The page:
It always bothers me that in every case of violence, the perpetrator always blames someone or something else, as if that somehow justifies everything. It’s the crusading infidels, the imperialistic westerners, and the illegal occupiers and desecrators of our holy land; in videotaped messages, shooter Cho blamed the affluent and unnamed others who made him do it, who “forced him into a corner.” All this oppression and suffering may be legitimate but do they excuse the taking of lives?

Nearer home, in the violent swirl of events few noticed the heart-wrenching story of Donni John Diun, an eleven-year old boy from Kinarut, Sabah. A victim of poverty, scorned by villagers and alienated by his peers, Donni was found hanged from the ceiling of his home on March 20, 2007. The suicide was apparently prompted by his desire to offer his heart to his ailing mother, and to spare her from having to feed one more mouth (Donni was third of six siblings). According to Donni’s mother, her son said he could no longer endure his condition nor cruel teasing by classmates who compared the porridge he brought from home daily to dog vomit. (More here , here, and here)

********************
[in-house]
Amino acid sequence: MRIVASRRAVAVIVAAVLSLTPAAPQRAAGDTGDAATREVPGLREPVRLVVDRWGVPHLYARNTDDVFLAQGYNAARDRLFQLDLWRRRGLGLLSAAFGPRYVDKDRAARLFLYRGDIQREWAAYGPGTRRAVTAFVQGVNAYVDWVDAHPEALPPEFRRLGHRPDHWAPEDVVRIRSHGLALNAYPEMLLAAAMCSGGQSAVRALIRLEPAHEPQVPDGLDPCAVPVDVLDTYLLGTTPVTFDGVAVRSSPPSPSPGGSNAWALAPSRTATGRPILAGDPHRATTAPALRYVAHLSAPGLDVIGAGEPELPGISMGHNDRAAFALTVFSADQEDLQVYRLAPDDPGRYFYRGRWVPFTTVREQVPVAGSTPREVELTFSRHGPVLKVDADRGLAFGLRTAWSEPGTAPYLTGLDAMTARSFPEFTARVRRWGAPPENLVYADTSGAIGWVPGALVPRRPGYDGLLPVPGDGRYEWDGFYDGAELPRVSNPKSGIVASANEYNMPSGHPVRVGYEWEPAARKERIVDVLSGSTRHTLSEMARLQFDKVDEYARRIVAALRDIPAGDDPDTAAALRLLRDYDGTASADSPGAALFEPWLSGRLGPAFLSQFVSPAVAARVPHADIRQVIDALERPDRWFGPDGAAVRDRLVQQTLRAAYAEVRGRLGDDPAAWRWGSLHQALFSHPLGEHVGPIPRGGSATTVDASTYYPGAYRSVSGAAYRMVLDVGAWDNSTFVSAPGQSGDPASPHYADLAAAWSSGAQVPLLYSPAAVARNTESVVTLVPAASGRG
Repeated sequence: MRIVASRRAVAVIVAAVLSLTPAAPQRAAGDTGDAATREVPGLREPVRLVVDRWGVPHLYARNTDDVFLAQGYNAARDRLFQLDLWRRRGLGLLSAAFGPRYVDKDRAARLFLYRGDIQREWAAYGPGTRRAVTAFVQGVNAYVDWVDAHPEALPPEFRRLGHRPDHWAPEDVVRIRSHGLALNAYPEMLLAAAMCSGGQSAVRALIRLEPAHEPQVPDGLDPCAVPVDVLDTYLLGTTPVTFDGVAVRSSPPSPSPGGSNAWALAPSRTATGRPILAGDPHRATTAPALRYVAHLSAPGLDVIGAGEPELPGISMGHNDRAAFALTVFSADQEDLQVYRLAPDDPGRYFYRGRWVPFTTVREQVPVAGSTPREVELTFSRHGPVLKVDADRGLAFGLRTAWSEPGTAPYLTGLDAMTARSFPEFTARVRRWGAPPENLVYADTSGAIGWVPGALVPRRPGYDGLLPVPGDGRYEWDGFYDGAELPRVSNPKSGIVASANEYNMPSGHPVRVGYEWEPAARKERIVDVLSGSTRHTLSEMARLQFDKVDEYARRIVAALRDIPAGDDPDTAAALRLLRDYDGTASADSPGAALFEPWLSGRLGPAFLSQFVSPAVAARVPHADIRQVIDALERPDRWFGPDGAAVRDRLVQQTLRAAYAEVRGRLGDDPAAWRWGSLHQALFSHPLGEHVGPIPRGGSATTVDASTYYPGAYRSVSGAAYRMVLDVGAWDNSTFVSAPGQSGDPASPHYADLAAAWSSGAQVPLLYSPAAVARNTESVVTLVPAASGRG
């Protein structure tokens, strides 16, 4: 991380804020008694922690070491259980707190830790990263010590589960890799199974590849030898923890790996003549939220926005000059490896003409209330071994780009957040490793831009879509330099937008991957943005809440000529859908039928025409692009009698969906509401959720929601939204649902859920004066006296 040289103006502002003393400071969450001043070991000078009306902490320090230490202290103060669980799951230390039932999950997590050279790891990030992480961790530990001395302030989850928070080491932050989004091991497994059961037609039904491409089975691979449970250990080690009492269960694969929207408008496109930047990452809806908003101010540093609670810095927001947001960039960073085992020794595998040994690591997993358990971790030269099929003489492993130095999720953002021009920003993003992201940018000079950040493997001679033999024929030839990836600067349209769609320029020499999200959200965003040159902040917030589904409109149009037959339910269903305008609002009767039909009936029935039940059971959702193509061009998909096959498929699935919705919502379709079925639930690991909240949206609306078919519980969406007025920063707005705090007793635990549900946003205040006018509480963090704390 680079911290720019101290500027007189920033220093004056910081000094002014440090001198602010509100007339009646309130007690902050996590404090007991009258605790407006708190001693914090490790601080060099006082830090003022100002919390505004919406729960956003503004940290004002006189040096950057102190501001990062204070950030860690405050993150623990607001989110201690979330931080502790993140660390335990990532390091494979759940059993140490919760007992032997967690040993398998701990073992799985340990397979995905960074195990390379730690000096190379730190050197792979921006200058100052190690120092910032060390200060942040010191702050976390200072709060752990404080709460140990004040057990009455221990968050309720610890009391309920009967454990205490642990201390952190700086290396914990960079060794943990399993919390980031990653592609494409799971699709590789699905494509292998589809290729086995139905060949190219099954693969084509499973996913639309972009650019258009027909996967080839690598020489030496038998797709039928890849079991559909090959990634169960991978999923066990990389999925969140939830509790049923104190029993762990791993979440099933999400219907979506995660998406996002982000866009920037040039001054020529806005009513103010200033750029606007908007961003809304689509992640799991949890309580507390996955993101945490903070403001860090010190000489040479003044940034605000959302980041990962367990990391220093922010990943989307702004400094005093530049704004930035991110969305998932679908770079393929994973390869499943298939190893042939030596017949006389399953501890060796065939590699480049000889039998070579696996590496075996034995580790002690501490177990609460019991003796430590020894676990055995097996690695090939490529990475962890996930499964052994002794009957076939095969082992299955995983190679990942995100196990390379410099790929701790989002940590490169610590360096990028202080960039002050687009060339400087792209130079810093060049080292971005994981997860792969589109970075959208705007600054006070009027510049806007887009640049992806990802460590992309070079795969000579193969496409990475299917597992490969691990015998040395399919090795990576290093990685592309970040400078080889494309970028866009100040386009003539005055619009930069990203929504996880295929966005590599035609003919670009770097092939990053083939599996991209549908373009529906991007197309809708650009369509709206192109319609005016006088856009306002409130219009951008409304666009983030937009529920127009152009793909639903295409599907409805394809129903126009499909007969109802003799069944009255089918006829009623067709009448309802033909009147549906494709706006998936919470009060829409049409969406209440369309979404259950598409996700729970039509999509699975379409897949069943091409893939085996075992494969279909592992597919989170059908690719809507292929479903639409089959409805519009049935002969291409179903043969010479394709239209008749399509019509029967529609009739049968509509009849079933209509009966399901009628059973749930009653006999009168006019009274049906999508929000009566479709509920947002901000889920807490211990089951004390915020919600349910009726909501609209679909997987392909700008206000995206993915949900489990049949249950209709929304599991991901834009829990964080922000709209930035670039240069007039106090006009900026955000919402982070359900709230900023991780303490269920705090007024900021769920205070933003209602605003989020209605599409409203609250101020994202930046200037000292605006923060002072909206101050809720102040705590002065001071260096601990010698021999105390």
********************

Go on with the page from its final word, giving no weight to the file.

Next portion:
We were talking about this at home and Sook Ching mentioned that Donni could have railed against society, the bullies and the wealthy, and take it out on those who ridiculed his family. Instead, Donni hanged himself to end his misery.

Cho may have been depressed, thoughtlessly put down, maybe ostracized and rejected by a girl he liked. But he also had a “mean streak” as a former teacher noticed. Say what you like, but suicide bombing is not martyrdom, and violence the likes of Cho’s is not desperation but meanness, plain and evil. It is equally disturbing to read that his videotaped messages, received after his suicide, declared that he died "... like Jesus Christ to inspire generation of the weak and the defenceless people. ..."

As painful as it is, one must still come to terms with the face of evil, its consequences. The Bible does not say much about how evil came about (only what it does) but it has a lot to say about what Jesus came to do about it: he gave up his own life so no one else would have to lose theirs. Meanwhile we weep for the tragic loss of lives swept up in wars and random violence. We weep for the broken who surrender to hopelessness. We weep in our shared humanity. And cry out, “How long O God, how long?”